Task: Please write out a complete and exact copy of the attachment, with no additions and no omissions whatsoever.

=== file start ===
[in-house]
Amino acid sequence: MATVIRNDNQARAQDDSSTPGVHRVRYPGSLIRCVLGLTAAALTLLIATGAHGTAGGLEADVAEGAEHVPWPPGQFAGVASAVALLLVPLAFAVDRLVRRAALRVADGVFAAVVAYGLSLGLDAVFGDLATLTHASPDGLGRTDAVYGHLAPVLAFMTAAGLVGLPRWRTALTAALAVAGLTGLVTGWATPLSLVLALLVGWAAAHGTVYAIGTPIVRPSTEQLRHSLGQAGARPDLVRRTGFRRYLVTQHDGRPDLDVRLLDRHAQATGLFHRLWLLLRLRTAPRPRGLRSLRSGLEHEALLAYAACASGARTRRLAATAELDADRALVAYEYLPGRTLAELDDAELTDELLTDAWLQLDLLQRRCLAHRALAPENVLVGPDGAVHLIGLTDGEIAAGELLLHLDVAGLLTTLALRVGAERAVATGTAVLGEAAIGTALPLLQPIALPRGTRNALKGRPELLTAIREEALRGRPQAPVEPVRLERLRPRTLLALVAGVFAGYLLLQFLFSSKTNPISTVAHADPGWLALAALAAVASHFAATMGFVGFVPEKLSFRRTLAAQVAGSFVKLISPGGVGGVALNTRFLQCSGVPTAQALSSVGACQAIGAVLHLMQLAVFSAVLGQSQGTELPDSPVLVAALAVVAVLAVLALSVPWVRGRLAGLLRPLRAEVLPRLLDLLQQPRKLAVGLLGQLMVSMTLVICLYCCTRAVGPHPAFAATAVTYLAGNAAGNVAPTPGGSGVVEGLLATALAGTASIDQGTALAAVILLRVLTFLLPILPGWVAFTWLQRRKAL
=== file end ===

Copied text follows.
[in-house]
Amino acid sequence: MATVIRNDNQARAQDDSSTPGVHRVRYPGSLIRCVLGLTAAALTLLIATGAHGTAGGLEADVAEGAEHVPWPPGQFAGVASAVALLLVPLAFAVDRLVRRAALRVADGVFAAVVAYGLSLGLDAVFGDLATLTHASPDGLGRTDAVYGHLAPVLAFMTAAGLVGLPRWRTALTAALAVAGLTGLVTGWATPLSLVLALLVGWAAAHGTVYAIGTPIVRPSTEQLRHSLGQAGARPDLVRRTGFRRYLVTQHDGRPDLDVRLLDRHAQATGLFHRLWLLLRLRTAPRPRGLRSLRSGLEHEALLAYAACASGARTRRLAATAELDADRALVAYEYLPGRTLAELDDAELTDELLTDAWLQLDLLQRRCLAHRALAPENVLVGPDGAVHLIGLTDGEIAAGELLLHLDVAGLLTTLALRVGAERAVATGTAVLGEAAIGTALPLLQPIALPRGTRNALKGRPELLTAIREEALRGRPQAPVEPVRLERLRPRTLLALVAGVFAGYLLLQFLFSSKTNPISTVAHADPGWLALAALAAVASHFAATMGFVGFVPEKLSFRRTLAAQVAGSFVKLISPGGVGGVALNTRFLQCSGVPTAQALSSVGACQAIGAVLHLMQLAVFSAVLGQSQGTELPDSPVLVAALAVVAVLAVLALSVPWVRGRLAGLLRPLRAEVLPRLLDLLQQPRKLAVGLLGQLMVSMTLVICLYCCTRAVGPHPAFAATAVTYLAGNAAGNVAPTPGGSGVVEGLLATALAGTASIDQGTALAAVILLRVLTFLLPILPGWVAFTWLQRRKAL